Dyslexia Is Not a Brain Disease

In August of 2013, New Jersey Governor Chris Christie signed two new bills that are intended to make it easier to identify students who have dyslexia, which is defined as a neurologic disorder that makes it hard for children to learn to read. Yet dyslexia is not really a brain disease. Scientists have known since the 1920s that dyslexia is the result of using “sight words” instead of phonics for teaching children to read English. We need to use effective methods to teach reading, instead of telling healthy children that there is something wrong with their brains.

Is Dyslexia Really a Learning Disability?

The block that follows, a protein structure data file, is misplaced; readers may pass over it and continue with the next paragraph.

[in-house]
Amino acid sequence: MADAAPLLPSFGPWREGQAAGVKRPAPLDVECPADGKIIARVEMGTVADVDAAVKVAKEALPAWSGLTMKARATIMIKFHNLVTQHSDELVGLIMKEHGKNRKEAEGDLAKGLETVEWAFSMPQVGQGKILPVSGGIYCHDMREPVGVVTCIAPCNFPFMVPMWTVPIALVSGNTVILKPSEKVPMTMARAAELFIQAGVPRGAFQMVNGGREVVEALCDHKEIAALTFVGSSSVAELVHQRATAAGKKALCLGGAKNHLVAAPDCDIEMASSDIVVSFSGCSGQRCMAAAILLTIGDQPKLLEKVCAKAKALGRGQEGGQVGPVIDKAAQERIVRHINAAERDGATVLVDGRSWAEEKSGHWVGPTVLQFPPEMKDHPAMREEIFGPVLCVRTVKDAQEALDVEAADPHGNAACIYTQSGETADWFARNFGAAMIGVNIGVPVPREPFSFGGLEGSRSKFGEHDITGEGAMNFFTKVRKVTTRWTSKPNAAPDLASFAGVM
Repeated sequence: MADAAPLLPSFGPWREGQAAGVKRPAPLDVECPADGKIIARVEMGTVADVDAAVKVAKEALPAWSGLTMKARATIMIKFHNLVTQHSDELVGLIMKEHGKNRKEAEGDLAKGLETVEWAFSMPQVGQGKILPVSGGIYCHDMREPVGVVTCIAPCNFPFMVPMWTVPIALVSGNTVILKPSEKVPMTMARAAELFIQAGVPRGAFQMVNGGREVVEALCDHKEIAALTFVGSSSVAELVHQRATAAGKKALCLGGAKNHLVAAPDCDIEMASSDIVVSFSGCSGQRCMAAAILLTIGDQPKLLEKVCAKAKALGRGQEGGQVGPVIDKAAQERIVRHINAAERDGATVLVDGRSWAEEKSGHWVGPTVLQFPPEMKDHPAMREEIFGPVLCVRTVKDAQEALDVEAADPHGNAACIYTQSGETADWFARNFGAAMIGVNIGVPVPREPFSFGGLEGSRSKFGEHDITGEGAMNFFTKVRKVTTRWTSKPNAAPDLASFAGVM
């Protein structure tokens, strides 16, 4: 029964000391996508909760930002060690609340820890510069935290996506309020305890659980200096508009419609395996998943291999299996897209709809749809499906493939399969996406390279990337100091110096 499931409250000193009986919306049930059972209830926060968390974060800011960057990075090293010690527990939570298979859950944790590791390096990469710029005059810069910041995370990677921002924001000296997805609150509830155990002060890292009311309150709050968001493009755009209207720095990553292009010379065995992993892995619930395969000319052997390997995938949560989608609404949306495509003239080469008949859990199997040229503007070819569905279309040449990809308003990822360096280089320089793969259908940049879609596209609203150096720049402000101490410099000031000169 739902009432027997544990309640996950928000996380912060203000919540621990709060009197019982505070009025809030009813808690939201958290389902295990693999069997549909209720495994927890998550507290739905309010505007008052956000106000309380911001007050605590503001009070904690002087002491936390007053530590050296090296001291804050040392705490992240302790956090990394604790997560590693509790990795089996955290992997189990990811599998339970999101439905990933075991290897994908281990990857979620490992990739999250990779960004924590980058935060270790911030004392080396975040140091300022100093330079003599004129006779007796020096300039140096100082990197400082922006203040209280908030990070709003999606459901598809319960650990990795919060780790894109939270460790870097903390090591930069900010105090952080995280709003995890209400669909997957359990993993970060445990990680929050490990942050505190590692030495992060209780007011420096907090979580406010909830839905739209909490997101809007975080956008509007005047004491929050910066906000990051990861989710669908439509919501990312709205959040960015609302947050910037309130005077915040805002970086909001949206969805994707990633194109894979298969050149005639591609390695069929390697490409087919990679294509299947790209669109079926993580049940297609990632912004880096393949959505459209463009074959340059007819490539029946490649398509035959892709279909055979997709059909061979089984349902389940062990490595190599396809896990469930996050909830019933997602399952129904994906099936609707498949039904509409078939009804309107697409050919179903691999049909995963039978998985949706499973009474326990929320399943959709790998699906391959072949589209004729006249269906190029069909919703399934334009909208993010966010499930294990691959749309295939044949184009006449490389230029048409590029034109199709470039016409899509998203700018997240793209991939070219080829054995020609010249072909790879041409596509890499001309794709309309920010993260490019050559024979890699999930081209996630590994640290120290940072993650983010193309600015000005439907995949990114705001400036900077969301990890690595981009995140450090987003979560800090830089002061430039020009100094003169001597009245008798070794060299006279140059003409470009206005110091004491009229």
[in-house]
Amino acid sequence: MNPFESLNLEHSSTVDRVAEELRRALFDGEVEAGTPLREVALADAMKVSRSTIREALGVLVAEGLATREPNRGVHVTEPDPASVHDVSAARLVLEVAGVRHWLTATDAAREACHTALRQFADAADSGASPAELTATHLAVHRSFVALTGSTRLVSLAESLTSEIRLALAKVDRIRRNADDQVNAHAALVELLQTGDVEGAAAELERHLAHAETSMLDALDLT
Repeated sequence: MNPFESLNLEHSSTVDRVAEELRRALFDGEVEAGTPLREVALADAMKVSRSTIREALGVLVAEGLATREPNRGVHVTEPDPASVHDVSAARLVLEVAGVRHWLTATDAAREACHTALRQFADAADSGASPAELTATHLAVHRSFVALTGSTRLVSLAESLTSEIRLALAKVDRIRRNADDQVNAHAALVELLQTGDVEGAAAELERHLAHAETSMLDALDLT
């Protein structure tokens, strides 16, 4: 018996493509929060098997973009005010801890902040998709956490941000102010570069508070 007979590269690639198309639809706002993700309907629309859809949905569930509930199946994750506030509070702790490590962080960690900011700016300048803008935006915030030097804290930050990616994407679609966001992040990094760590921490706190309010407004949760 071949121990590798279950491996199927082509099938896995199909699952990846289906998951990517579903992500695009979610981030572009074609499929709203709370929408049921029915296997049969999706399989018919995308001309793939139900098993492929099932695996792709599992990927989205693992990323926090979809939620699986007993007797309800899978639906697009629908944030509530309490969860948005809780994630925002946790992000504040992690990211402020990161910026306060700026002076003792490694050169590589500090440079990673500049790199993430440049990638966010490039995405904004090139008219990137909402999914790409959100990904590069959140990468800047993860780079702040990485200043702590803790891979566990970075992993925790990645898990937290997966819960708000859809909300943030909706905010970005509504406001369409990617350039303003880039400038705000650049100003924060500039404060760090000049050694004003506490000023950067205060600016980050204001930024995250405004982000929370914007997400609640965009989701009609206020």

Dyslexia is a label that is commonly applied to children who seem perfectly normal, except that they have not learned to read in school. Yet the word dyslexia was not originally intended for that purpose. It was originally used in cases in which adults had lost their ability to read as a result of a brain injury, such as from a stroke or from a blow to the head. This loss of reading ability generally went along with other signs of brain damage, including other problems with vision or language. If a child who otherwise seems perfectly normal is not learning to read in school, we should be cautious about using medical terms like dyslexia, which imply that the problem is in the child (and specifically in the child’s brain and nervous system), rather than in the school.
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